Fishnet, stocking sandwiches from the sea
By Tom Sietsema
Wednesday, Dec. 21, 2011
Suffering from hamburger and pizza fatigue? You're not alone. The news that Ferhat Yalcin, a longtime dining room fixture at Corduroy in Washington, was flipping fish in a spot of his own sent me racing this month to College Park and a slip of a place called Fishnet.
The Istanbul native has shed his suit and tie for a T-shirt and knit cap. Instead of pounding carpet, the former restaurant manager is behind a counter, where customers can scan a chalkboard menu and place their requests. Each day brings a handful of fish varieties that can be grilled or fried, then set in a roll with lettuce and tomato and a smear of a house-made sauce. The choices run to fresh mahi-mahi, porgy, bluefish and salmon, which also makes its way into scroll-size tacos using flour tortillas. A sandwich of strong-flavored bluefish treated to a Turkish-inspired spread of pureed walnuts, garlic and sumac made me wish I had a Fishnet closer to home.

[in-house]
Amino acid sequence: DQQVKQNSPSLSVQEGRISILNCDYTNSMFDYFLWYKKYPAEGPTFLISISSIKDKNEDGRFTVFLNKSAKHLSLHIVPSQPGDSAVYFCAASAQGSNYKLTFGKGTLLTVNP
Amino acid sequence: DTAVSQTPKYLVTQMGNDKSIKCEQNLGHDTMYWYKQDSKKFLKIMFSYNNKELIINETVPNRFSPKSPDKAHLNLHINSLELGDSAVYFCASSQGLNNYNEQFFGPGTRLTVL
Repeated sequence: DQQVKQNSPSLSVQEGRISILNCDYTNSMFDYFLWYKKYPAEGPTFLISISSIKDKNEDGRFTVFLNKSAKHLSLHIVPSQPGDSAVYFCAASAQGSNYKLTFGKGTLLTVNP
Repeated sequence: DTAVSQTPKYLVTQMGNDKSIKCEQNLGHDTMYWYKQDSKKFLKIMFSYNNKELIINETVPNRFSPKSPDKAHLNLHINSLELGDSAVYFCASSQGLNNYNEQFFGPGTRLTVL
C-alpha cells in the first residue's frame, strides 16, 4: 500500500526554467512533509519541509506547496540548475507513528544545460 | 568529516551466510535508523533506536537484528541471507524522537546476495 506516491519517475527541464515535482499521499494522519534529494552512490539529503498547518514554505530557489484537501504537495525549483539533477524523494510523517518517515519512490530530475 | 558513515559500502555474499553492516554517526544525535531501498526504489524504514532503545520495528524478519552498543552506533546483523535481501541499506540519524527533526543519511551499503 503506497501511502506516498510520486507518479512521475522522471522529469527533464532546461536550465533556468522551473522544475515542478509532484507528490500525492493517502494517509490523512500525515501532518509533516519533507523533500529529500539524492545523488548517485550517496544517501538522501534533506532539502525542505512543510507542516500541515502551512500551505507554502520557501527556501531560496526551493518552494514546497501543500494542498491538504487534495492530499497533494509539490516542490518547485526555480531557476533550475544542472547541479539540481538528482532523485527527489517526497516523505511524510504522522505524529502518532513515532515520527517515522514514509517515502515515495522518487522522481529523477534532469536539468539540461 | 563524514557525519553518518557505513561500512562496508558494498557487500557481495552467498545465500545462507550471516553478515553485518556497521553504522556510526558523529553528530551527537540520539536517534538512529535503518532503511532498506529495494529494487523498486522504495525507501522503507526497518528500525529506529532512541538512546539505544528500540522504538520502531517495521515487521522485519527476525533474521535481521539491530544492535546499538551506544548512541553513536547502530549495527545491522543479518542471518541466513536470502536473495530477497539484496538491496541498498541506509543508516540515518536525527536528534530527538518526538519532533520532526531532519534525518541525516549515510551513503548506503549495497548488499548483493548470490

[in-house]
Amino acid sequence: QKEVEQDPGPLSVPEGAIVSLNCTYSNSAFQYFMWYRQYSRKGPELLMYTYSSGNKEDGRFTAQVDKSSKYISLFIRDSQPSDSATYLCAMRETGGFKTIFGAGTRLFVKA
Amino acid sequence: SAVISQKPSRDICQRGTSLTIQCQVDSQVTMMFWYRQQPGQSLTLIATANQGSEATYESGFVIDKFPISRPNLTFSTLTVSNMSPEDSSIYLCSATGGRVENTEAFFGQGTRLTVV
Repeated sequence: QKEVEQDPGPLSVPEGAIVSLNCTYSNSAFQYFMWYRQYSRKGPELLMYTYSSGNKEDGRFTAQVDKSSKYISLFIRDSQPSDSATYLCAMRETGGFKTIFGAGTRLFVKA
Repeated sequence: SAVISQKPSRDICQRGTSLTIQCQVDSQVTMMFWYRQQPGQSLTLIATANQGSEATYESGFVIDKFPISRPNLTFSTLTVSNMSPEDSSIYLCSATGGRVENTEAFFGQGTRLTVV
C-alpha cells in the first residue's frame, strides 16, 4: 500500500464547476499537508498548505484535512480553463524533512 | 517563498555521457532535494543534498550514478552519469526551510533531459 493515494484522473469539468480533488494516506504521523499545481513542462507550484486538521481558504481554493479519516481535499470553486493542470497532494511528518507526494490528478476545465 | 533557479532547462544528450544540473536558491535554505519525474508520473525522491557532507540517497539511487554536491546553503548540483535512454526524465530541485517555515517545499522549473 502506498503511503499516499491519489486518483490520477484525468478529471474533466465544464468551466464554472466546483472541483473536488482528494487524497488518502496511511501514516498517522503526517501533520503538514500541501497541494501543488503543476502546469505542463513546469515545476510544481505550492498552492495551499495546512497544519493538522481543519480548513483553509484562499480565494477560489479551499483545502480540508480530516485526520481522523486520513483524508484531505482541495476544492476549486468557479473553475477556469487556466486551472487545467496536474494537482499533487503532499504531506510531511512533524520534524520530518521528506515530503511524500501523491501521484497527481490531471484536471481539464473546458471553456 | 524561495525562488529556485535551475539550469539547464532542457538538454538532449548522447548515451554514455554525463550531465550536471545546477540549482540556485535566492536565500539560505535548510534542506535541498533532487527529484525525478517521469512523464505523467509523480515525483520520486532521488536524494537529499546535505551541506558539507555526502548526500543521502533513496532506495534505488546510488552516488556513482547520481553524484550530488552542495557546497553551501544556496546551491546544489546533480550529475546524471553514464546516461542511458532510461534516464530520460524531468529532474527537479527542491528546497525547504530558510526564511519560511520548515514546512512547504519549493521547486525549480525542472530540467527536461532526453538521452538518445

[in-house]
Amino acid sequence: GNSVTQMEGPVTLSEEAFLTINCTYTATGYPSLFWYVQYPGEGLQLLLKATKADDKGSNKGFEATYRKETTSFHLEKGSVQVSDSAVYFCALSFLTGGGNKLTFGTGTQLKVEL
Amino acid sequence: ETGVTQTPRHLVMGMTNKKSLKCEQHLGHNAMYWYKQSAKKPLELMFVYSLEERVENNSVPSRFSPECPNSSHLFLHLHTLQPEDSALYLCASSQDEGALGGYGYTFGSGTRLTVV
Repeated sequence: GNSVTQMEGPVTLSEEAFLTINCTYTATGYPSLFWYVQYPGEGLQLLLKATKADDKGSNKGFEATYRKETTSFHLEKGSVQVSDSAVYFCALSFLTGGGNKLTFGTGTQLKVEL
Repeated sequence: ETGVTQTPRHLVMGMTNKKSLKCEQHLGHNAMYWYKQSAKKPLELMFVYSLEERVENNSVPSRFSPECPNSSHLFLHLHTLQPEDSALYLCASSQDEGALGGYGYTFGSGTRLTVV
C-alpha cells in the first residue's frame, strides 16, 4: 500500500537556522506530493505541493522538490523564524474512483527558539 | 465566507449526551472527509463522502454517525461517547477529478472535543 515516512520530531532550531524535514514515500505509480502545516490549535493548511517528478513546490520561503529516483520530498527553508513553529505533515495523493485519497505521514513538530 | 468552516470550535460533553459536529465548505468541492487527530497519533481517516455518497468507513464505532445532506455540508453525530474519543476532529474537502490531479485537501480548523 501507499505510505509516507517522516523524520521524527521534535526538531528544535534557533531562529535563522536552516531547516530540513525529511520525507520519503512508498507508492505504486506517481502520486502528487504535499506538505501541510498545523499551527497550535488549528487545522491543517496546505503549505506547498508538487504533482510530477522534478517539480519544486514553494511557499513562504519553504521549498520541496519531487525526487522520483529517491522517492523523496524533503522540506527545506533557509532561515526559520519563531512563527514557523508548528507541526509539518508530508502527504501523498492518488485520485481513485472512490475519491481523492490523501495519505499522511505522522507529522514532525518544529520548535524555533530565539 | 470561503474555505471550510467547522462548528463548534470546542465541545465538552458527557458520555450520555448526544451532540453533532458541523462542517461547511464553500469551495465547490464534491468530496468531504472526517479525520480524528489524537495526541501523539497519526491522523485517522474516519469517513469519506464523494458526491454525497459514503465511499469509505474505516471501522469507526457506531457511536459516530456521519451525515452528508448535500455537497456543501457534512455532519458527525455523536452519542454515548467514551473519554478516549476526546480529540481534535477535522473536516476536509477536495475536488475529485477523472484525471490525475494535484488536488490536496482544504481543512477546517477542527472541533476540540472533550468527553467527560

The last time I recall eating fish sticks was in high school. Fishnet creates happier memories by serving flaky hake in a golden crust formed by egg wash and airy Japanese bread crumbs. The lone letdown on my visit was a thin fish soup, reminiscent of what's left behind in a pot of steamed mussels: mere broth.
Any meal is better with a side or two. The french fries are made in-house, as are the chunky coleslaw and vivid yellow potato salad.
The shop's minimalist decor lets you focus on the food. Aside from a collection of photographs of Istanbul and some fishnets on the walls, there's not much to look at, although I like the music Yalcin pipes in from a Turkish radio station. The self-service restaurant offers WiFi access; the password is "mackerel."
Fishnet was not Yalcin's first idea. "I wanted to do a burger place," he says. "But Michael Landrum" - the impresario behind the meaty Ray's empire - "beat me to it."